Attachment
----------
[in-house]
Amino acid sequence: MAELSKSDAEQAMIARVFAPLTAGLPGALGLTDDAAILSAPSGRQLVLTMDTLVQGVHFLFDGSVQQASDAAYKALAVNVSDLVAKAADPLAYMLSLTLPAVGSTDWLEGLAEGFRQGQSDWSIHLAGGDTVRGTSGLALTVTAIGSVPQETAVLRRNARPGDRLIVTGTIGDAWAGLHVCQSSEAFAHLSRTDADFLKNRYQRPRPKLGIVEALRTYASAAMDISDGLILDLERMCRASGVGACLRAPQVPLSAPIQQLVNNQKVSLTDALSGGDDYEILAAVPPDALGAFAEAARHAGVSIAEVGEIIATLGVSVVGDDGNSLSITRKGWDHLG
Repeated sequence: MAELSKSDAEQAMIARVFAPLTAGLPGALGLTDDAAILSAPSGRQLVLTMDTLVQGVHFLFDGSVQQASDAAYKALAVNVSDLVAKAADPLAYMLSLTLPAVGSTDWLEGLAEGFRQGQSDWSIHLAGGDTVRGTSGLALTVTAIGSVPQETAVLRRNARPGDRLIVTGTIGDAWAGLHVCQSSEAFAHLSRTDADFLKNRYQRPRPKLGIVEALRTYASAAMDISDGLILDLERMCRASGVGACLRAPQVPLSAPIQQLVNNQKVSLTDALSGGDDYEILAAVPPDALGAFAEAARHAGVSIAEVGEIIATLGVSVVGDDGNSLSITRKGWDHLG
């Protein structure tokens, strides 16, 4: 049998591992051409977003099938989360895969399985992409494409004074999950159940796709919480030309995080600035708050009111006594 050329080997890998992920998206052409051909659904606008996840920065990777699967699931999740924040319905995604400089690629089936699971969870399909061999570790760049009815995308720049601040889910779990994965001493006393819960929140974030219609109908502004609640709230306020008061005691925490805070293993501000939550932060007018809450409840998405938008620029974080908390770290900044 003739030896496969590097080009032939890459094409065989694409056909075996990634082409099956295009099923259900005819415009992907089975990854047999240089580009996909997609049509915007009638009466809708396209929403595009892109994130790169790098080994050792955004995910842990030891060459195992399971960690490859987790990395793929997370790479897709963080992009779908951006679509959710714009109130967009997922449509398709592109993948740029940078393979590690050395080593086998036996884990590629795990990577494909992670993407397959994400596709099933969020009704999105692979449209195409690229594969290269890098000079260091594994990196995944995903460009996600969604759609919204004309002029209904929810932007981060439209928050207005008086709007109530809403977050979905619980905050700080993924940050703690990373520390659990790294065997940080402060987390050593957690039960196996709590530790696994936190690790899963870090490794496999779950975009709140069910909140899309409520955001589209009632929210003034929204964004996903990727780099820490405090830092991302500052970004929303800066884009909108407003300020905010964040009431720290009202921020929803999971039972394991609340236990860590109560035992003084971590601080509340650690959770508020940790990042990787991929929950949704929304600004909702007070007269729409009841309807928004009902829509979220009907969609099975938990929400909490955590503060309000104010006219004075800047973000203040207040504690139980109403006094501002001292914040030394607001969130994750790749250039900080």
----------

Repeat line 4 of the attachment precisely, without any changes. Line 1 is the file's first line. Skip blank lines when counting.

């Protein structure tokens, strides 16, 4: 049998591992051409977003099938989360895969399985992409494409004074999950159940796709919480030309995080600035708050009111006594 050329080997890998992920998206052409051909659904606008996840920065990777699967699931999740924040319905995604400089690629089936699971969870399909061999570790760049009815995308720049601040889910779990994965001493006393819960929140974030219609109908502004609640709230306020008061005691925490805070293993501000939550932060007018809450409840998405938008620029974080908390770290900044 003739030896496969590097080009032939890459094409065989694409056909075996990634082409099956295009099923259900005819415009992907089975990854047999240089580009996909997609049509915007009638009466809708396209929403595009892109994130790169790098080994050792955004995910842990030891060459195992399971960690490859987790990395793929997370790479897709963080992009779908951006679509959710714009109130967009997922449509398709592109993948740029940078393979590690050395080593086998036996884990590629795990990577494909992670993407397959994400596709099933969020009704999105692979449209195409690229594969290269890098000079260091594994990196995944995903460009996600969604759609919204004309002029209904929810932007981060439209928050207005008086709007109530809403977050979905619980905050700080993924940050703690990373520390659990790294065997940080402060987390050593957690039960196996709590530790696994936190690790899963870090490794496999779950975009709140069910909140899309409520955001589209009632929210003034929204964004996903990727780099820490405090830092991302500052970004929303800066884009909108407003300020905010964040009431720290009202921020929803999971039972394991609340236990860590109560035992003084971590601080509340650690959770508020940790990042990787991929929950949704929304600004909702007070007269729409009841309807928004009902829509979220009907969609099975938990929400909490955590503060309000104010006219004075800047973000203040207040504690139980109403006094501002001292914040030394607001969130994750790749250039900080």